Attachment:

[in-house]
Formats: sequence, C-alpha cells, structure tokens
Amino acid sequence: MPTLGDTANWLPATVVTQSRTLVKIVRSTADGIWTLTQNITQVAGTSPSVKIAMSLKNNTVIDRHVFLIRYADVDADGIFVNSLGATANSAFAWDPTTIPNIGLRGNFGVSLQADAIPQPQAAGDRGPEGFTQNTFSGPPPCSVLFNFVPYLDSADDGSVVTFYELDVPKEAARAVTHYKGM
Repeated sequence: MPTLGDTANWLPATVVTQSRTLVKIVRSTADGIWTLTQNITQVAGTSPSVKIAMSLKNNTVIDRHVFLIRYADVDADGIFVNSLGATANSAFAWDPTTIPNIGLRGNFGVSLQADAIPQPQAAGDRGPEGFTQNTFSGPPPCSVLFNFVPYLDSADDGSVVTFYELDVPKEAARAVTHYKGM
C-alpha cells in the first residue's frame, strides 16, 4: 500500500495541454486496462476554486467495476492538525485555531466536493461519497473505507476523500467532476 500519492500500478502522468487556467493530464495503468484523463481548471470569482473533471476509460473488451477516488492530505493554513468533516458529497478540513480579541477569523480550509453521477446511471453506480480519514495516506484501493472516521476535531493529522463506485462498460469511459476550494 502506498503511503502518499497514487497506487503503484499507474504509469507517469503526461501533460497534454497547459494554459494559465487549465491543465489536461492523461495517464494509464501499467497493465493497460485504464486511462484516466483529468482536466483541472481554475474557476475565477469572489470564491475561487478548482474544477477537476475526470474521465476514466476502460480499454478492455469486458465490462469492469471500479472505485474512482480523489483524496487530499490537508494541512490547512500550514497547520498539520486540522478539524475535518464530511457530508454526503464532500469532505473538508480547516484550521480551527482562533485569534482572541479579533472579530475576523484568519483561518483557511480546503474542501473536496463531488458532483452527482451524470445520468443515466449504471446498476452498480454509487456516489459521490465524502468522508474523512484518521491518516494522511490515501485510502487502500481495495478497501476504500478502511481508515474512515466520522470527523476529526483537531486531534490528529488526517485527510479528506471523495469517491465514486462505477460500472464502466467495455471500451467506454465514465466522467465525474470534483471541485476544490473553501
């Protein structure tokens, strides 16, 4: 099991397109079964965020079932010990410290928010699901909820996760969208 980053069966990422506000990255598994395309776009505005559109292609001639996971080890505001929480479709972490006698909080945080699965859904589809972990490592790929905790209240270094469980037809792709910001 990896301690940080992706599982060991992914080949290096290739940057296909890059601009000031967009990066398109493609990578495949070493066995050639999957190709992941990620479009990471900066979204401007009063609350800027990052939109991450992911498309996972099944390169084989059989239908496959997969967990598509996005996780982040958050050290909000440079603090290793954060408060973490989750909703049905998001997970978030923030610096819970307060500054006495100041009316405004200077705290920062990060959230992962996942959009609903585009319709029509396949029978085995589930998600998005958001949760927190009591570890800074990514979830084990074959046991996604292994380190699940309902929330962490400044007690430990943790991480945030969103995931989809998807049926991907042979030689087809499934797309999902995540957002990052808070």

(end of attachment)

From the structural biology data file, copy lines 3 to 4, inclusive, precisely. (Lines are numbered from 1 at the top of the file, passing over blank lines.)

Amino acid sequence: MPTLGDTANWLPATVVTQSRTLVKIVRSTADGIWTLTQNITQVAGTSPSVKIAMSLKNNTVIDRHVFLIRYADVDADGIFVNSLGATANSAFAWDPTTIPNIGLRGNFGVSLQADAIPQPQAAGDRGPEGFTQNTFSGPPPCSVLFNFVPYLDSADDGSVVTFYELDVPKEAARAVTHYKGM
Repeated sequence: MPTLGDTANWLPATVVTQSRTLVKIVRSTADGIWTLTQNITQVAGTSPSVKIAMSLKNNTVIDRHVFLIRYADVDADGIFVNSLGATANSAFAWDPTTIPNIGLRGNFGVSLQADAIPQPQAAGDRGPEGFTQNTFSGPPPCSVLFNFVPYLDSADDGSVVTFYELDVPKEAARAVTHYKGM